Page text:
2012 Net Worth Snapshot

Well.  I have rather failed at blogging this year.  My personal and professional lives were topsy-turvy in 2012, and I just couldn’t bring myself to blog about my failures to maintain my financial plan.  Maybe I didn’t want to hold myself accountable and just wanted to let myself SPEND, as if that could possibly ever be a way to make myself feel happier.  It didn’t.  All it did was leave me with a sick, sinking feeling in my stomach when I went to tally up my finances for the end of 2012…I frittered away so much money on little things that all adds up to a LOT of money I could have put to so much better use!

Enough.  It’s almost a new year, and while I think New Year’s Resolutions often fail, this is as good a place to start over as any.

Here’s a snapshot of my Net Worth:


I was so excited to see that I had a positive net worth! (even without including my depreciating asset of the car).

Soome quick additional explanations: The value of the home is listed at what I paid for it, not what it is probably worth now (less than that), but I do not intend to sell until we are at least back at what I bought it for!  Also, I pay for almost all of my monthly expenses (besides my mortgage) with credit cards (easy tracking and 1-5% cash back!) BUT I pay off both of my credit cards in full every month.  I included the balance on the credit cards here because I haven’t come to the due date yet on the cards, and I consider that money already spent, even though I haven’t yet paid it off with cash.

So…now that I can see the bigger picture, what are the best steps I can take in 2013? Let’s first look at the assets:

I plan to continue contributing the maximum allowed to my Roth IRA ($5000/year).  I am not yet sure what my additional savings goals and mechanisms will be, so I will have to touch on that in a later post.

Now let’s look at my debts:

I have three separate loans from my parents, and one to the bank for my mortgage.  This is somewhat of a bizarre situation to be in, but my parents helped me put the initial downpayment on the house (at a rate of 6%) and then helped again with a downpayment when we refinanced (at a rate of 3.375%), and I owe them the money for the car without any interest.  The mortgage is currently at 3.375% and may go up in 10 years.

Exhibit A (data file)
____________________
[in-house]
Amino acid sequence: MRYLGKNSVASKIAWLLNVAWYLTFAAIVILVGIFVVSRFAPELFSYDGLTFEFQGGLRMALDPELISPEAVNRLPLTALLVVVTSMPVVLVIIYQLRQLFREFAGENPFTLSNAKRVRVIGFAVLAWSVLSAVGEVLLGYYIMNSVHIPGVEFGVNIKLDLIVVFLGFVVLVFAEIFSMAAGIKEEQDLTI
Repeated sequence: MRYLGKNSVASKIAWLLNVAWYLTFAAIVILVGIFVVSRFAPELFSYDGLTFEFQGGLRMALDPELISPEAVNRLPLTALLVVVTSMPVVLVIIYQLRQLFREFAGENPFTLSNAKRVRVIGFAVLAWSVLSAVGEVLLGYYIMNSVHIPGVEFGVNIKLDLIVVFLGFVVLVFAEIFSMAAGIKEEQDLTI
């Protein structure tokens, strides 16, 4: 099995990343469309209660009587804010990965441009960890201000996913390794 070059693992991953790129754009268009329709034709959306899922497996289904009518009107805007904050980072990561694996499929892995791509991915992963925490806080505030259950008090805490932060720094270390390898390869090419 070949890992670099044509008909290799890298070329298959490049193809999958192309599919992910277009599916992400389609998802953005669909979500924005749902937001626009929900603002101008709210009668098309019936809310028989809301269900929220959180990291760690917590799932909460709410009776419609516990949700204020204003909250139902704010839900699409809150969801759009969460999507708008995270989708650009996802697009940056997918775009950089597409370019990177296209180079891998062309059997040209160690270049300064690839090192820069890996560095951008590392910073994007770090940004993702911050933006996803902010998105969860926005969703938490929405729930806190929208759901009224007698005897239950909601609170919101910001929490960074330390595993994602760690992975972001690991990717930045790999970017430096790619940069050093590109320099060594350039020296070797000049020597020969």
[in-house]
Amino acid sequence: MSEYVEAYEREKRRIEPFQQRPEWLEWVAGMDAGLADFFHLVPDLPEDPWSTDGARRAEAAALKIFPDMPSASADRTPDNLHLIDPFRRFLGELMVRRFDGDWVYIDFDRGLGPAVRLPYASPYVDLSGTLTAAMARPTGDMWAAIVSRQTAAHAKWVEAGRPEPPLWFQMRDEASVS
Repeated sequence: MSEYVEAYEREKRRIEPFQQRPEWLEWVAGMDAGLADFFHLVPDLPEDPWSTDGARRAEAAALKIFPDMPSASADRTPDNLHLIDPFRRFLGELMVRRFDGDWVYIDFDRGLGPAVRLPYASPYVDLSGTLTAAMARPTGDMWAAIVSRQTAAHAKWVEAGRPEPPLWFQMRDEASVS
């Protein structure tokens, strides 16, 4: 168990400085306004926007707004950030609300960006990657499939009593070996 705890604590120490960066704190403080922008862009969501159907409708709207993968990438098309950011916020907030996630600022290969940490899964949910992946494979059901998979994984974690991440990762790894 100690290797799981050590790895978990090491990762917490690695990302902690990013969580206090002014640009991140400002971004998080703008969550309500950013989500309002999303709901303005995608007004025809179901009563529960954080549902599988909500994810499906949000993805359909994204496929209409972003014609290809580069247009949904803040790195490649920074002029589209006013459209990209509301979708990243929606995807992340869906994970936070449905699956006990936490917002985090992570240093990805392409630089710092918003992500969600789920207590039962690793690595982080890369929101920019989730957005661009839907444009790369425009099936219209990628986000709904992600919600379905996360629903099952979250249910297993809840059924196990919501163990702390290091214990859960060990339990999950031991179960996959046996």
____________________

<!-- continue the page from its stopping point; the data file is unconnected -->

Now I now that all good financial advice out there usually suggests paying off your highest-interest loan first, but I don’t think that’s what I’m going to do here.  I have owed them the money for the car the longest, and I think I can manage to save up the last $4000 this year and pay that off outright.  Getting rid of one source of debt completely would be incredibly satisfying and would help keep me motivated to do more.

My parents have been incredibly slow to get back to me with actual numbers for my downpayment loans, so I will have to post an update when I hear from them.  The idea for the original downpayment was that my parents would be investors in the home and when we went to sell would collect their initial investment with 6% interest.  This was based on the fact that when I bought the house, we thought we had hit the bottom of the market.  Well, three years later and now we know that the bottom kept dropping dramatically.  At this point, I don’t know that we will be able to sell the house in the next few years for a good profit.  It may take another 10 years.  I have been mentally toying with the idea of keeping this house as a rental property – it’s a great set up for a rental and we would have a ready supply of good renters.  The problem with holding onto the house as a source of passive income for the long term is that I would need to pay my parents back this huge lump sum of money that they initially put into the house.  This is one issue I will be revisiting again and again!